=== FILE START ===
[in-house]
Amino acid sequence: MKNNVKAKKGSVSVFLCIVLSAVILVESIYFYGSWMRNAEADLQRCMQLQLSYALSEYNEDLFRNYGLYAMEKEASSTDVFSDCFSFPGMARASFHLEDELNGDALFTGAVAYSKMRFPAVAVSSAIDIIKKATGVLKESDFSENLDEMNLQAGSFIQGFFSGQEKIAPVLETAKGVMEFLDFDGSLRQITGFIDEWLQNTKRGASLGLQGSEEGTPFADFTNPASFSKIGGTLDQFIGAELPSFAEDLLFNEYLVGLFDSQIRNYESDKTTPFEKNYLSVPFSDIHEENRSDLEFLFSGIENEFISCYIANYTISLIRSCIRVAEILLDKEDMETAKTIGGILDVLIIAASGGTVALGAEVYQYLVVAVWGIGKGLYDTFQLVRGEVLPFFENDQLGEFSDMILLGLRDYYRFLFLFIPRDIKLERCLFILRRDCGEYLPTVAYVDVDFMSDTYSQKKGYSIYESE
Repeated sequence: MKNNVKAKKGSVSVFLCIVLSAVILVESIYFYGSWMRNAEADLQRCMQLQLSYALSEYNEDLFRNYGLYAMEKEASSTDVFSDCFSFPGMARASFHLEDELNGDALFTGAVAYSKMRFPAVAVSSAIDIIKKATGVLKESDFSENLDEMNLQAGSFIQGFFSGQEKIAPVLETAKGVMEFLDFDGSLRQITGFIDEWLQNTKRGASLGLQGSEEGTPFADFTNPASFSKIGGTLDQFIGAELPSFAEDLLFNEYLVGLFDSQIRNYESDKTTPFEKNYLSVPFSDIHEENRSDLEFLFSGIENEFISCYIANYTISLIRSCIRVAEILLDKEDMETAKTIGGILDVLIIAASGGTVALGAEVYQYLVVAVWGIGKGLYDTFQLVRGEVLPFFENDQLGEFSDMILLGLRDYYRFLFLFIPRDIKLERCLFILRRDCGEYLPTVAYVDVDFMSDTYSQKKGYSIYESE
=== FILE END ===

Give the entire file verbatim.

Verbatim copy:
[in-house]
Amino acid sequence: MKNNVKAKKGSVSVFLCIVLSAVILVESIYFYGSWMRNAEADLQRCMQLQLSYALSEYNEDLFRNYGLYAMEKEASSTDVFSDCFSFPGMARASFHLEDELNGDALFTGAVAYSKMRFPAVAVSSAIDIIKKATGVLKESDFSENLDEMNLQAGSFIQGFFSGQEKIAPVLETAKGVMEFLDFDGSLRQITGFIDEWLQNTKRGASLGLQGSEEGTPFADFTNPASFSKIGGTLDQFIGAELPSFAEDLLFNEYLVGLFDSQIRNYESDKTTPFEKNYLSVPFSDIHEENRSDLEFLFSGIENEFISCYIANYTISLIRSCIRVAEILLDKEDMETAKTIGGILDVLIIAASGGTVALGAEVYQYLVVAVWGIGKGLYDTFQLVRGEVLPFFENDQLGEFSDMILLGLRDYYRFLFLFIPRDIKLERCLFILRRDCGEYLPTVAYVDVDFMSDTYSQKKGYSIYESE
Repeated sequence: MKNNVKAKKGSVSVFLCIVLSAVILVESIYFYGSWMRNAEADLQRCMQLQLSYALSEYNEDLFRNYGLYAMEKEASSTDVFSDCFSFPGMARASFHLEDELNGDALFTGAVAYSKMRFPAVAVSSAIDIIKKATGVLKESDFSENLDEMNLQAGSFIQGFFSGQEKIAPVLETAKGVMEFLDFDGSLRQITGFIDEWLQNTKRGASLGLQGSEEGTPFADFTNPASFSKIGGTLDQFIGAELPSFAEDLLFNEYLVGLFDSQIRNYESDKTTPFEKNYLSVPFSDIHEENRSDLEFLFSGIENEFISCYIANYTISLIRSCIRVAEILLDKEDMETAKTIGGILDVLIIAASGGTVALGAEVYQYLVVAVWGIGKGLYDTFQLVRGEVLPFFENDQLGEFSDMILLGLRDYYRFLFLFIPRDIKLERCLFILRRDCGEYLPTVAYVDVDFMSDTYSQKKGYSIYESE